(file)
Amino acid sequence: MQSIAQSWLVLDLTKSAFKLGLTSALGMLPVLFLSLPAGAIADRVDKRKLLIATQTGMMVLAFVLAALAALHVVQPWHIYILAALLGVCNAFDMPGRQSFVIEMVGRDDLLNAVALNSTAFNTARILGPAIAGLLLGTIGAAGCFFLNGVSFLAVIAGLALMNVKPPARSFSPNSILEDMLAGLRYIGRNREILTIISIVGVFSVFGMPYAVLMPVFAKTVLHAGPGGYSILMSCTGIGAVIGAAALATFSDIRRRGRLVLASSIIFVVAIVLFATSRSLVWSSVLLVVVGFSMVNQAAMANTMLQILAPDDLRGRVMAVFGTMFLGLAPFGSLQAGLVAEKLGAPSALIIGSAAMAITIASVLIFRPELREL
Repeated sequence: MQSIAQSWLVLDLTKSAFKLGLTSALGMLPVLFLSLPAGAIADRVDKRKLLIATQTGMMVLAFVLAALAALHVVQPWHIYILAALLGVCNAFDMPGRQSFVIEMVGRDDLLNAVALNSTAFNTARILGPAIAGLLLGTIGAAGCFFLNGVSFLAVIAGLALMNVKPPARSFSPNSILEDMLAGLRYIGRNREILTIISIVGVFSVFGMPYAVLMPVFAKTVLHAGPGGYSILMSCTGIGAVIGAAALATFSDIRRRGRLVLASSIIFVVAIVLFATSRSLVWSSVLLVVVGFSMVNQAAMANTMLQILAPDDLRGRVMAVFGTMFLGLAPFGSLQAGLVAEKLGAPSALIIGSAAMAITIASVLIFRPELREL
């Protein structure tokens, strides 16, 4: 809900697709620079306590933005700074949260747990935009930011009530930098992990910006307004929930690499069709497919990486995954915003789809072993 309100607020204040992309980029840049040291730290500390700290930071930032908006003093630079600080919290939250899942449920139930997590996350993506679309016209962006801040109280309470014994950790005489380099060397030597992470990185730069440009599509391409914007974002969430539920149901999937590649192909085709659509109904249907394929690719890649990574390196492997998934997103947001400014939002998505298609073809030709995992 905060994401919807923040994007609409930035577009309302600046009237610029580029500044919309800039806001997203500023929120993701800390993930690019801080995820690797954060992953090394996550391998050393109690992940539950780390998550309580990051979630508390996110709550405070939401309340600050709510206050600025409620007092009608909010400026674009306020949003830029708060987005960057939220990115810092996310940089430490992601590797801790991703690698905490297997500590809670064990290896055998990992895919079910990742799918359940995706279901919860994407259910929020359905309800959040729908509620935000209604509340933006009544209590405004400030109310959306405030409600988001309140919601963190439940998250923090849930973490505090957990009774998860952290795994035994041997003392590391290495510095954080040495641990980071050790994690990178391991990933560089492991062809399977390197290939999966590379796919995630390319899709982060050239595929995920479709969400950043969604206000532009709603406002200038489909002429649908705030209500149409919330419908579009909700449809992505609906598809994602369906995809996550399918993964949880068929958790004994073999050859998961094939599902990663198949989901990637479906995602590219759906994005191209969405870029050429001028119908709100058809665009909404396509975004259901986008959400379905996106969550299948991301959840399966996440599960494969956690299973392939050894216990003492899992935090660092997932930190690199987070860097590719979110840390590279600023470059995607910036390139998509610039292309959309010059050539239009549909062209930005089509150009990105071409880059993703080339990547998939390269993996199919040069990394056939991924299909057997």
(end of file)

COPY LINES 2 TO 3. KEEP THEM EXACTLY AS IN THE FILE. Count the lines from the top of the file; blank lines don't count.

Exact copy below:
Repeated sequence: MQSIAQSWLVLDLTKSAFKLGLTSALGMLPVLFLSLPAGAIADRVDKRKLLIATQTGMMVLAFVLAALAALHVVQPWHIYILAALLGVCNAFDMPGRQSFVIEMVGRDDLLNAVALNSTAFNTARILGPAIAGLLLGTIGAAGCFFLNGVSFLAVIAGLALMNVKPPARSFSPNSILEDMLAGLRYIGRNREILTIISIVGVFSVFGMPYAVLMPVFAKTVLHAGPGGYSILMSCTGIGAVIGAAALATFSDIRRRGRLVLASSIIFVVAIVLFATSRSLVWSSVLLVVVGFSMVNQAAMANTMLQILAPDDLRGRVMAVFGTMFLGLAPFGSLQAGLVAEKLGAPSALIIGSAAMAITIASVLIFRPELREL
């Protein structure tokens, strides 16, 4: 809900697709620079306590933005700074949260747990935009930011009530930098992990910006307004929930690499069709497919990486995954915003789809072993 309100607020204040992309980029840049040291730290500390700290930071930032908006003093630079600080919290939250899942449920139930997590996350993506679309016209962006801040109280309470014994950790005489380099060397030597992470990185730069440009599509391409914007974002969430539920149901999937590649192909085709659509109904249907394929690719890649990574390196492997998934997103947001400014939002998505298609073809030709995992 905060994401919807923040994007609409930035577009309302600046009237610029580029500044919309800039806001997203500023929120993701800390993930690019801080995820690797954060992953090394996550391998050393109690992940539950780390998550309580990051979630508390996110709550405070939401309340600050709510206050600025409620007092009608909010400026674009306020949003830029708060987005960057939220990115810092996310940089430490992601590797801790991703690698905490297997500590809670064990290896055998990992895919079910990742799918359940995706279901919860994407259910929020359905309800959040729908509620935000209604509340933006009544209590405004400030109310959306405030409600988001309140919601963190439940998250923090849930973490505090957990009774998860952290795994035994041997003392590391290495510095954080040495641990980071050790994690990178391991990933560089492991062809399977390197290939999966590379796919995630390319899709982060050239595929995920479709969400950043969604206000532009709603406002200038489909002429649908705030209500149409919330419908579009909700449809992505609906598809994602369906995809996550399918993964949880068929958790004994073999050859998961094939599902990663198949989901990637479906995602590219759906994005191209969405870029050429001028119908709100058809665009909404396509975004259901986008959400379905996106969550299948991301959840399966996440599960494969956690299973392939050894216990003492899992935090660092997932930190690199987070860097590719979110840390590279600023470059995607910036390139998509610039292309959309010059050539239009549909062209930005089509150009990105071409880059993703080339990547998939390269993996199919040069990394056939991924299909057997």